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What is a happy path?

Lari Numminen

March 31, 2023

The ‘happy path’ is a concept used to describe an ideal process flow. It is the path that a process should take when everything goes according to plan and no problems arise.

This article provides an overview of the ‘happy path’ and explains why it is important in business process management (BPM).

What is a happy path

What is the ‘Happy Path’?

In the context of information modelling, a happy path is an ideal scenario featuring no exceptional or error conditions. This concept can be used across different areas, such as business process management or software development, from journey mapping, design to testing.

Within business process management the happy path is sometimes called the "happy flow"  and can be seen as the process that works out in the easiest and best way possible for the business. It is a broadly used term within business process management and process mining.

• The ‘happy path’ is the ideal path that a process should take when everything goes according to plan.

• It is the path that a process should take when there are no problems or unexpected events.

• The ‘happy path’ is the most efficient and cost-effective process flow.

Identifying the happy path through process modeling

To identify the happy path, organizations must analyze their processes, identify the most common and desired outcomes, and document the steps involved in achieving these outcomes. Most typically this happens through a process modeling exercise.

Process modeling is a technique used to represent and analyze the structure, components, and flow of processes within an organization, system, or project. It enables a better understanding of how processes work, identifies potential areas for improvement, and facilitates communication among stakeholders.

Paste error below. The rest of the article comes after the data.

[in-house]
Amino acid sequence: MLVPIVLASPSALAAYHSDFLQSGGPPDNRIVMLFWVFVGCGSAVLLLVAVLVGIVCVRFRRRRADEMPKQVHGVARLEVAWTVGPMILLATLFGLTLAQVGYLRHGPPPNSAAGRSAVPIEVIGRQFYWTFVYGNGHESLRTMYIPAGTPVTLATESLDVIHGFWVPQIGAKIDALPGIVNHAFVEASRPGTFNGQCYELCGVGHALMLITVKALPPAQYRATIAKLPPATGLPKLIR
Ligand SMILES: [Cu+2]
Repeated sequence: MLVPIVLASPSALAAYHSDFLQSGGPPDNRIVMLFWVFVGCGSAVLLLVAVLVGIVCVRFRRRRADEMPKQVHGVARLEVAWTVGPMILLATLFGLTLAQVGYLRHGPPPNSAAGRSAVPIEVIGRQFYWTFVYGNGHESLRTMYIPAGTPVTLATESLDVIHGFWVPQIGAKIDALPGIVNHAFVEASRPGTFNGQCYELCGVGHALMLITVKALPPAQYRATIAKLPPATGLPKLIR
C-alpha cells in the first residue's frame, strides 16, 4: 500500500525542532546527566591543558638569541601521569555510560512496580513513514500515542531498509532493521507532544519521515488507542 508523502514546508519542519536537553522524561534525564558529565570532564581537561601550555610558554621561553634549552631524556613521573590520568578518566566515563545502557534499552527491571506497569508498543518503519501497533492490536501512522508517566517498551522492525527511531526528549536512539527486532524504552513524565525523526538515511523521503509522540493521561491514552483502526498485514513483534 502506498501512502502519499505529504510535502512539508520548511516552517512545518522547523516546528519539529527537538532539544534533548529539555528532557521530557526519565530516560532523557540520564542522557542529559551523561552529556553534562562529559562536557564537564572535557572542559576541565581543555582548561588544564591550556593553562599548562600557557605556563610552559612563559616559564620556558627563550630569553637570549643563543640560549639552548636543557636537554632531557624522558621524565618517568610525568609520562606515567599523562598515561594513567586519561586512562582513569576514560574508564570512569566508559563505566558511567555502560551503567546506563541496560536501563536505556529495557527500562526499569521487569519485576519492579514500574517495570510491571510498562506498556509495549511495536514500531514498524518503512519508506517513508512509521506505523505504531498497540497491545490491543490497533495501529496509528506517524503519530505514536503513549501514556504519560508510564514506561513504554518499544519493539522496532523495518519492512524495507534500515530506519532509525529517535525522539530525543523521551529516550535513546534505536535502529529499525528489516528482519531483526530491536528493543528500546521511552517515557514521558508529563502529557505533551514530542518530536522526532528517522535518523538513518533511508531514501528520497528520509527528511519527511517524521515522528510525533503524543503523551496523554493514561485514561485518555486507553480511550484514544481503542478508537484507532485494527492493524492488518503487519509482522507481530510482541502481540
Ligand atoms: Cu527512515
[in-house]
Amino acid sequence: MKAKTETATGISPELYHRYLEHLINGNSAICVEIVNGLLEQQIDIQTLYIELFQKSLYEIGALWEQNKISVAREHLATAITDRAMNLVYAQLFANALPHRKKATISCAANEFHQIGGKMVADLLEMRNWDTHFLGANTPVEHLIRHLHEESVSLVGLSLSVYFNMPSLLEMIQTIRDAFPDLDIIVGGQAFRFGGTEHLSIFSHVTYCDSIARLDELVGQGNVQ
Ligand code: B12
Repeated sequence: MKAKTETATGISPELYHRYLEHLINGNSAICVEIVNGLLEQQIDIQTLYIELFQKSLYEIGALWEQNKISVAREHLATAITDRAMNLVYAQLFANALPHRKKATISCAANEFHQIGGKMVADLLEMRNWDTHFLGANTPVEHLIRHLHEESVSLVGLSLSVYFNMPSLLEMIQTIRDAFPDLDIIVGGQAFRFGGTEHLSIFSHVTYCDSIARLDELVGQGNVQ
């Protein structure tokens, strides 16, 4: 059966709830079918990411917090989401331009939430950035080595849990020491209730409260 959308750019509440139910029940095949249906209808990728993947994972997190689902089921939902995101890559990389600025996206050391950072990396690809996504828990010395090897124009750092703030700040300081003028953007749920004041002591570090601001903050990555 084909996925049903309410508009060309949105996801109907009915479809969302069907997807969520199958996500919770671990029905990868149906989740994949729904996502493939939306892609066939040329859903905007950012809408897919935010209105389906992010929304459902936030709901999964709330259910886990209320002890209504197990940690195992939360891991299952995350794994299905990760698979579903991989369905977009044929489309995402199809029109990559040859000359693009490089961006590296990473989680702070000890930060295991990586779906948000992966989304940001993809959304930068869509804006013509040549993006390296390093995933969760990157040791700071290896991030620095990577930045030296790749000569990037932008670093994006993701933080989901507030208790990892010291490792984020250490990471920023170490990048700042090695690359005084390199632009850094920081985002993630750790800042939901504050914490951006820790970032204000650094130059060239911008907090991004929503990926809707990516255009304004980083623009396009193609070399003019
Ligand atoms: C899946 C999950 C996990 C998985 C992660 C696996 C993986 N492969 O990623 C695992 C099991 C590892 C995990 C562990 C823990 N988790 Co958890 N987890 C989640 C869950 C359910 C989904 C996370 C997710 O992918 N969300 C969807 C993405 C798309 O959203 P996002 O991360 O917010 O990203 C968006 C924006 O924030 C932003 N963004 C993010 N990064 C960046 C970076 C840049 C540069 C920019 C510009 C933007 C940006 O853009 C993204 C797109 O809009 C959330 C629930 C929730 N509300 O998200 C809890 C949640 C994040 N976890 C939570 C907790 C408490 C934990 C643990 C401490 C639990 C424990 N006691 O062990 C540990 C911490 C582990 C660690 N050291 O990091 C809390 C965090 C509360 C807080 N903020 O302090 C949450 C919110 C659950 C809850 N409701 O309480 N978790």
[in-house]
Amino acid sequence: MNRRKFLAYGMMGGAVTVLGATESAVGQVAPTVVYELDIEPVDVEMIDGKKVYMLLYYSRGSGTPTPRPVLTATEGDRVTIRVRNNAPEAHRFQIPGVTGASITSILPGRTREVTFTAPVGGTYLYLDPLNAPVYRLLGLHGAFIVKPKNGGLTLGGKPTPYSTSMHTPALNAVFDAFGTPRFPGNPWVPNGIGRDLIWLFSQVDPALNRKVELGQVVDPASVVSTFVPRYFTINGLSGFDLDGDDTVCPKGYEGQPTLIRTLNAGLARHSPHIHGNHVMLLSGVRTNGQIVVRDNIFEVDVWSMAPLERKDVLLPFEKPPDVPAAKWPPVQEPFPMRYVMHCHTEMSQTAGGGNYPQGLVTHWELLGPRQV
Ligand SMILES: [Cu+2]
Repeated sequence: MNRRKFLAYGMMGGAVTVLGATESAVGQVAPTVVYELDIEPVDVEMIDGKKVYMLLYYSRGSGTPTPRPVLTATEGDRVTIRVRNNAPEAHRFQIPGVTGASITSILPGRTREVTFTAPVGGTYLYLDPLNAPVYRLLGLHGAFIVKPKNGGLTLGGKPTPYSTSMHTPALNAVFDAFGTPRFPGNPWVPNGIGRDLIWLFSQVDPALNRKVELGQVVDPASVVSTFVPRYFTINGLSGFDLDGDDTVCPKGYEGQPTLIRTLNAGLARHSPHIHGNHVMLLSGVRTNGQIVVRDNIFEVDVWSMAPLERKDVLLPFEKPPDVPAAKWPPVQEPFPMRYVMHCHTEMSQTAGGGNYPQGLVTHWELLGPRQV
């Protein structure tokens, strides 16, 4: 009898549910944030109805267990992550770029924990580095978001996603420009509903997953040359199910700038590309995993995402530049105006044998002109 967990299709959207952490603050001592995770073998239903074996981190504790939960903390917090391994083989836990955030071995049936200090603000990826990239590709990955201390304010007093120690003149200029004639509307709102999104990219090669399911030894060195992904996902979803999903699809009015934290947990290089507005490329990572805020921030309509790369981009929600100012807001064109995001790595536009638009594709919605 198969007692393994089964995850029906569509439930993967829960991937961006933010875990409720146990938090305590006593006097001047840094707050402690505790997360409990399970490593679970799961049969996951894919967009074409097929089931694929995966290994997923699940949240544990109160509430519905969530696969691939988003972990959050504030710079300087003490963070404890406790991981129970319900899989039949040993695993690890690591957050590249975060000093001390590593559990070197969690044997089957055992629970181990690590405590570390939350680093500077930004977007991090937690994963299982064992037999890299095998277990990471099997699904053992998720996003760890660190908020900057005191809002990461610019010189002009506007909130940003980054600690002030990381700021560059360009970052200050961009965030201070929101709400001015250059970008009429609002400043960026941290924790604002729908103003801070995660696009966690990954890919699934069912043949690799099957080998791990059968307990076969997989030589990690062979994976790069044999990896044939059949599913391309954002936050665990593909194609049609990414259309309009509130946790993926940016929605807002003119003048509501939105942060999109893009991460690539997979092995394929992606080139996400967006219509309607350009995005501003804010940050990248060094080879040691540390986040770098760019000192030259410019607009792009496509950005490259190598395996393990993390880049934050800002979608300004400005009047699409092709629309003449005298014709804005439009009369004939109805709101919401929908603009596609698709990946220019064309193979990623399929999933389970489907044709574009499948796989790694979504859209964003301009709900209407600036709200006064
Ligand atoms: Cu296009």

Here's how process modeling is typically done:

  1. Define the process scope: Identify the process or processes you want to model, including their boundaries, inputs, and outputs. This step helps you understand the context in which the process operates.
  2. Gather information: Collect relevant information about the process, such as its purpose, goals, stakeholders, and any existing documentation or process maps. Speak to individuals who are directly involved in the process to gather detailed insights.
  3. Select a modeling technique: Choose a suitable process modeling technique, such as flowcharts, Business Process Model and Notation (BPMN), Unified Modeling Language (UML), or data flow diagrams (DFD). The choice depends on the complexity of the process, the level of detail required, and the familiarity of stakeholders with a particular technique.
  4. Create the process model: Using the chosen technique, develop a visual representation of the process. This typically involves creating a sequence of activities, events, and decision points that show the flow of the process. Be sure to include relevant roles, resources, and any necessary data or documentation.
  5. Validate the model: Review the model with stakeholders to ensure its accuracy and completeness. Make any necessary revisions based on their feedback. This step is crucial to ensure that the model accurately reflects the real-world process.
  6. Analyze the model: Identify potential areas for improvement, such as bottlenecks, inefficiencies, or risks. This analysis may involve comparing the current process model to industry best practices, benchmarks, or other process models within the organization.
  7. Implement improvements: Develop and implement strategies for improving the process based on the analysis. This may involve redesigning the process, incorporating new technologies, or changing the way work is performed.